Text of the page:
Business operational metrics are a quantifiable measure to evaluate success and gather insights into a company’s sustainability. Nowadays, most businesses acquire new customers and sales thru ad views generated by high-quality organic leads.
Online advertising uses operational metrics which include CAC or customer acquisition cost. It is a company’s gauge on how much they spend in acquiring each customer. It is the cost of winning a customer to purchase a product or service. This can be measure thru this formula:
CAC = cost of sales and marketing / number of New Customers Acquired
CAC is often related to LTV – (Customer’s) Life Time Value. It is the predicted revenue that a customer can generate over the course of their relationship with the company.
To calculate LTV, the following variables is needed to plug into the formula:
Average purchase value: Calculate this number by dividing your company’s total revenue in a time period (usually one year) by the number of purchases over the course of that same time period.
Average purchase frequency: Calculate this number by dividing the number of purchases over the course of the time period by the number of unique customers who made purchases during that time period.
Customer value: Calculate this number by multiplying the average purchase value by the average purchase frequency.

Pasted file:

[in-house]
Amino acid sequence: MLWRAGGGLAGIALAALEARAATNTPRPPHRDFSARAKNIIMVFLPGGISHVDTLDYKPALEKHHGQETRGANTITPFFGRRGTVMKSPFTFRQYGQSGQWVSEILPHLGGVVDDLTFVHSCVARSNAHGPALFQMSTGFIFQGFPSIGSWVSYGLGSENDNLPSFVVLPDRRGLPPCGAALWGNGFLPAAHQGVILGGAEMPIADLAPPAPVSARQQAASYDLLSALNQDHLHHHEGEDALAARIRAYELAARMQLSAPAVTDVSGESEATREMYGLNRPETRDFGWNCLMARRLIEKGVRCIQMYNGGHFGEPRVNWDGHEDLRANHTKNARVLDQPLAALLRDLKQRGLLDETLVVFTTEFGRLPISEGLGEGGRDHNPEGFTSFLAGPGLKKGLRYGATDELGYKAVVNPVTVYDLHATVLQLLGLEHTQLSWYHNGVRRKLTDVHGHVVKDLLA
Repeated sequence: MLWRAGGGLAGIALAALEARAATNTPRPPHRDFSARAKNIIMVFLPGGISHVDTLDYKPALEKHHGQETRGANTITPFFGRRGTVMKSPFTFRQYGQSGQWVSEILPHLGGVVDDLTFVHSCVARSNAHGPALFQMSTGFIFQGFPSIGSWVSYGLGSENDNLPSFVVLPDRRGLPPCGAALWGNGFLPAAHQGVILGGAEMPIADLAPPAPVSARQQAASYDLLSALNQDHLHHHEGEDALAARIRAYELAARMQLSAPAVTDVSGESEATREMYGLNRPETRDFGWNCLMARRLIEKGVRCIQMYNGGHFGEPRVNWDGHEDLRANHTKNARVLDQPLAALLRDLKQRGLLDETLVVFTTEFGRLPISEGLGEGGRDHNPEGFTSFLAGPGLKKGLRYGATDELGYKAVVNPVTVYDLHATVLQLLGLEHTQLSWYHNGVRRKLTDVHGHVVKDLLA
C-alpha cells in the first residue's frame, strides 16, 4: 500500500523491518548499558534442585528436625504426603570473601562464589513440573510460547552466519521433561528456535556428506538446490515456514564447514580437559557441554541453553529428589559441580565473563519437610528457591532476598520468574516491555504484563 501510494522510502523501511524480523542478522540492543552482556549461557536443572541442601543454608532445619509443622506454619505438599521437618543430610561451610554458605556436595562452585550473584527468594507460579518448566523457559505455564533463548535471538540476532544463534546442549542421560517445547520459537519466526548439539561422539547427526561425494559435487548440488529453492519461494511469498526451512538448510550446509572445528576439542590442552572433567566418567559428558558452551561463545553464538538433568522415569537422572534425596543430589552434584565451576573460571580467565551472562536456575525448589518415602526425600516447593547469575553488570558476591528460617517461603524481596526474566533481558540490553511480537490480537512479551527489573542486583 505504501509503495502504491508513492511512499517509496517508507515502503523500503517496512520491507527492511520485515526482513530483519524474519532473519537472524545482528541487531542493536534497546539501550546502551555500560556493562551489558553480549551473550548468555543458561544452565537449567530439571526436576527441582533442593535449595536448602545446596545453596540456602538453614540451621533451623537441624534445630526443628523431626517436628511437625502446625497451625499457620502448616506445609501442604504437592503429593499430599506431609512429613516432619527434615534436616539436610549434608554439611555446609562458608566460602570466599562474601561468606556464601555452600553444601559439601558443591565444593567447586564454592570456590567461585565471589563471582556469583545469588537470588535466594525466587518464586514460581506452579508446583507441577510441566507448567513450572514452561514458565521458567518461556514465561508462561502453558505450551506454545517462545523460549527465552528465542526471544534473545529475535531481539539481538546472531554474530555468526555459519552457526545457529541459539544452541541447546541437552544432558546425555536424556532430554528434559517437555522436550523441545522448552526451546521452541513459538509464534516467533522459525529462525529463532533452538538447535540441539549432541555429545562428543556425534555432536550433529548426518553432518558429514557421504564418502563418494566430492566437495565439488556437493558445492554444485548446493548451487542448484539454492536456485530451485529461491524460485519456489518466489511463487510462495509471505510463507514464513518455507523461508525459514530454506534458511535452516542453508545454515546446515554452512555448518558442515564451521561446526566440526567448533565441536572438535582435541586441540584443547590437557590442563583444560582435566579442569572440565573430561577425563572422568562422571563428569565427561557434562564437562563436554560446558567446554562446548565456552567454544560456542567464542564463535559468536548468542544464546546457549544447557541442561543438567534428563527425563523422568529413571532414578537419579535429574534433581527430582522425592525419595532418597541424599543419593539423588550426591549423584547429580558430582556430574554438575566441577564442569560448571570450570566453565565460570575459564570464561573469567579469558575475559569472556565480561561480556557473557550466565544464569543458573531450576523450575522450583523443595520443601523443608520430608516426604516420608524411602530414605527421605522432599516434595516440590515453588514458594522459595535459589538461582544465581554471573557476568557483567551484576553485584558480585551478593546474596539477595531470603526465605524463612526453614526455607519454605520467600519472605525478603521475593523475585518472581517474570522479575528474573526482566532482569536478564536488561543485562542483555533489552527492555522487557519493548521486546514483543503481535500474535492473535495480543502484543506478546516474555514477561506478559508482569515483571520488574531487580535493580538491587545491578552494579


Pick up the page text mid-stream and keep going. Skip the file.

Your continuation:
Average customer lifespan: Calculate this number by averaging out the number of years a customer continues purchasing from your company.
LTV = customer value X average customer lifespan.
This will provide the estimated revenue expected from a customer over the course of the business relationship. The LTV:CAC ratio should be 3:1. This means that the customer value of customers should be three times the cost of acquiring them. If the ratio turns out to be 1:1 it means ad spending equals as much money on gaining customers as they’re spending on your products.
If it’s higher than 3:1, like 5:1 for example, this shows that you are not spending enough on sales and marketing and could be missing out on opportunities to achieve new leads.
To understand what you want to achieve with your ad campaigns, you also need to check the CPA or Cost Per Acquisition. It is the cost per sale or cost per conversion that indicates how much sales was created by your online ad campaign. It allows you to track and optimize a variety of goals.
CPA (cost per action)= Total “actions” taken / total cost
With this, you’re able to see if the amount you spent on ads is profitable or not. You can clearly see if ad campaigns are well invested which allows you to adjust the cost accordingly.
The branding efforts with today’s digital marketing campaigns can certainly be backed up by digital metrics that can effectively scale marketing tactics.
In sales conversion and brand awareness, defining digital marketing metrics is essential to track and guide campaigns. However, it is best to have a goal first of building a brand that creates a distinct feeling and experience for customers rather than just the usual leads and sales-focused.
Building a strong brand that leverage marketing tactics should be guided by the following questions to be answered first in a strategic way:
- What problem do you solve? How you do it differently? What is your purpose?
- How does your business stand out over the competitors?
- Have you laser-focused on a specific audience who has the same values?
- Is your brand voice distinct, consistent, and recognizable?
- Do you have a clear and compelling brand messaging to support your content?
These guide questions can certainly point to a wider customer reach. After all, a well-recognized and loved brand is the most valuable asset beyond any metrics.